Today I sit at Windhoek airport waiting for the start of the long flight home. So much has happened, and I think it will take a while to absorb.

Memories of places and people, smells and sounds…


I have made it back to the capital of Namibia, and my first city in many days. I have returned the camping vehicle, and now find myself in the strange confines of a hotel room…air conditioning!

It was a strange feeling to unload the truck and get everything packed again. The drive down was not one of site seeing, and I passed by all of the turnoffs people had told me to stop at, as I was just anxious to get there. I did go into town, but it resembled any other city, and I returned back after an hour. I feel lost without the usual tasks of setting up camp, and figuring out what to eat….looks like I will order pizza.

Tomorrow begins the long process of flying back to Cape Town, and then on to London, and finally on to Vancouver…back home





The last two days have been about covering distance…making my way back to Windoek, where I leave from on Monday. My last Internet connection was in Kasane, Botswana. I started the day on Friday morning early and headed through the top of Chobe game reserve to the border with Namibia. I planned to enter at a small border post and travel along the Caprivi strip,mthe narrow piece of land sandwiched between Botswana and Angola. It was sunny with little traffic when I hit a police road block. This seems to be common throughout my travels and usually is fairly quick, with the usual drivers license inspection and sometimes a look through the vehicle. Somewhere through the sand and water crossings I had lost my front license plate, which is an offense. I had to spend about 20 minutes filling out forms, and they wanted payment before I left the country. After some “negotiations” I paid 100 Pula, about 12 dollars…

The border crossing was easy, but I got nervous about not having a license plate. As most of the road blocks were ahead, I simply changed the back plate to the problem so far.

The Caprivi strip is an interesting piece of real estate. It has been in the middle of several conflicts, most recently the Angolan civil war, when the Namibian government allowed Angolan military access through here to fight the rebels across the river. Even though the war ended about 10 years ago, hardly any tourists venture up here. It is a beautiful drive with the road hugging the river, and many small villages along the way. It seems really desolate, and there is hardly any traffic. I stayed in an interesting camping area, run by a south African couple. They have lived here for thirty years, and had some incredible stories to tell. They mainly get “birders” as guests, as this are is well known for many species and migrations. They said birders come, whether ther is war or not!!!!

Today I made the drive from Rundu back down towards the centre of the country. My first stop was for gas, but the power was out and they were not able to pump. It seems that the entire northern part of Namibia has no power, as apparently the main high voltage line had 6 of their steel towers “fall”over. It is a big deal, as they have to build a bypass, and need the materials from South Africa. There the truckers are on strike, so no one is sure what will happen. The next town I came to was entirely in the dark, with only a few places open with portable generators.


I am planning to be back in Windhoeck tomorrow, where sadly the journey will end..









The afternoon ended with tea at the Victoria Falls Hotel, a trip back in time into a past that seemed frozen. This old imperial British hotel still had porters dressed as they were 100 years ago in the time this town was a destination from Europe. The old decor is perfectly intact and you would not know where you are until you emerge from the carved ebony lobby and trophies mounted on the walls into a world of street vendors trying to sell you the old Zimbabwe dollars in notes of 1, 2,10 and 20 billion dollar notes. Their out of control inflation had caused a disaster, until they finally adopted the US dollar in 2009. That’s all that is accepted or used here and there are no cents, so everything is to the nearest dollar….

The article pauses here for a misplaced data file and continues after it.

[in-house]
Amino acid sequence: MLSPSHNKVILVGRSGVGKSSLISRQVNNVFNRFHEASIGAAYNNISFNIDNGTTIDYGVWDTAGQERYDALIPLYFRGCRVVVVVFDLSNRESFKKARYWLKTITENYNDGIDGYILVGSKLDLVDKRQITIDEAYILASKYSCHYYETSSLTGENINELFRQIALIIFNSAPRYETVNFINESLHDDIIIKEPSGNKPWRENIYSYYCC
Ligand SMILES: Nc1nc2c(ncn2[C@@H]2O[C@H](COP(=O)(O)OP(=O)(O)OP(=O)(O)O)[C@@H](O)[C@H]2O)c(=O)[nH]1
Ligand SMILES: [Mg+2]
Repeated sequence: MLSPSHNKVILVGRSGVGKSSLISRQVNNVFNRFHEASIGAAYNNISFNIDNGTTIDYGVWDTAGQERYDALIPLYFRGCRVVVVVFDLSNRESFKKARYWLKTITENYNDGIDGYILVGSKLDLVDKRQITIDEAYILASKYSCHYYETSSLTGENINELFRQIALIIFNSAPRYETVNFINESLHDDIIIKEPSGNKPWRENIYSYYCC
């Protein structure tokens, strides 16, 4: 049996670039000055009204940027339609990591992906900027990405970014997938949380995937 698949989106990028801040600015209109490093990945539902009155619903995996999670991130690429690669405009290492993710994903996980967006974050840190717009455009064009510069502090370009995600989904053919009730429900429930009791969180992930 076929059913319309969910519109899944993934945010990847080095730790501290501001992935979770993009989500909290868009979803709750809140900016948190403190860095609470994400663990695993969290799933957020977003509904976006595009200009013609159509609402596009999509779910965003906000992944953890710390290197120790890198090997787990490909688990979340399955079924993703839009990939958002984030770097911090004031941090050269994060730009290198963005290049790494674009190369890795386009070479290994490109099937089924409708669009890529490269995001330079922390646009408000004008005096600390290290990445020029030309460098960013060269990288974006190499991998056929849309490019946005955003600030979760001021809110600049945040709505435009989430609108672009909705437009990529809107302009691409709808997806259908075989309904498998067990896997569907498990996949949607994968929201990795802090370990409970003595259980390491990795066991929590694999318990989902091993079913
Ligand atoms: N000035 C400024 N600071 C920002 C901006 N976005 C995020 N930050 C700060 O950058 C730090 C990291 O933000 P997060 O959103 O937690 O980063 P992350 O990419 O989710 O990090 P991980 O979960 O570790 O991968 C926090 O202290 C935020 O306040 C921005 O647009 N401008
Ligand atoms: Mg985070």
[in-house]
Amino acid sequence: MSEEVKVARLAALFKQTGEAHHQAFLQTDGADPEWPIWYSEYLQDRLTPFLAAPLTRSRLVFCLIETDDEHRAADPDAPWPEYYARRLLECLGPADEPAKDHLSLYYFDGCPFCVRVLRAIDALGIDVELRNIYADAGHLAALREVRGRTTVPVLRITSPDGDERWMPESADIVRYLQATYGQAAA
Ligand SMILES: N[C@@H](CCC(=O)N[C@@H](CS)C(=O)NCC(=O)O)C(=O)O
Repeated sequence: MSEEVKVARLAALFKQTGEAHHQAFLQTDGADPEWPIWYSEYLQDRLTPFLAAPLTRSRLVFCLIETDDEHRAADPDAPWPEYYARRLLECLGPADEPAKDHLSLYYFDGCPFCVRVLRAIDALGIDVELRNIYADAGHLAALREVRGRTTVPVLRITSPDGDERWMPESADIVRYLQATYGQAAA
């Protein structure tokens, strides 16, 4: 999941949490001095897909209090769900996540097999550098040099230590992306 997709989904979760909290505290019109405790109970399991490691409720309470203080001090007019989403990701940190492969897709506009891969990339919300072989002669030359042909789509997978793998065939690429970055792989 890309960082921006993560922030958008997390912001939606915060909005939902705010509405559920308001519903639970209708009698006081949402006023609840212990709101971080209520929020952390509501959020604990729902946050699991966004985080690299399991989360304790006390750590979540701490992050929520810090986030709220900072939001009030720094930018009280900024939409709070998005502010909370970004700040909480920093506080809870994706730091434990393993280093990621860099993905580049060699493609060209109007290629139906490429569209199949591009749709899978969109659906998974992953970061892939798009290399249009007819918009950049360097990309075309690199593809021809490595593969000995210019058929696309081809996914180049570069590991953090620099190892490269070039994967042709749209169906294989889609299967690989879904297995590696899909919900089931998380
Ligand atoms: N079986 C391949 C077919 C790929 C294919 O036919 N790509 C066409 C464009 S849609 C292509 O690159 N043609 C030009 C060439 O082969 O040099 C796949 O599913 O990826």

I’m on the bus back to Botswana, and will be on my way to Namibia again on a long drive through the Caprivi strip. Unfortunately time is running out and the rest of the trip will be mostly about driving….











I made it safely to Vic falls, and stood exactly where I did in 1972, with my parents and grandfather. It was a strange feeling. The town is a strange mix of tourists and armed police, as they are trying to get tourism back after a couple of bad incidents.

The falls are spectacular, and awe inspiring even though it is the dry season, and the water level is low. You still get soaked from the spray, and the vegetation is like a rain forest. This changes back to dry desert within a few meters….

We are returning back to Botswana in the afternoon…this time with no vegetables.

Pictures to follow

Today I am in Zimbabwe, visiting Victoria falls. Hard to believe, I found wifi in the back of a curio shop.

Well the story of the day….

It started well: sun shining, and on my way to Victoria falls. The border crossing was easy, save a long wait. I immediately noticed something different in Zimbabwe: no animals on the roads. They must be fenced in and hidden in the bush…I missed them!

Until now I knew you could not carry any meat across veterinary check points. Well I had e bright idea to take a cucumber with me as a snack. The first vet checkpoint showed up, and I was asked “any meat or vegetables?”….well I remembered back to everyone saying”don’t declare anything”, but being on a bus I thought I should declare it. “a cucumber” I said. Well that was the wrong answer. I was off the bus and in a small shack with an armed guard. He pulled out a 3 page form and started me writing.. Why did I have a cucumber?, where did I buy it?, how long was it?…and on and on. By now the bus had left, leaving me alone. After about an hour of paperwork, I was told the cucumber would have to go into quarantine, and I would not get it far at least 2 days.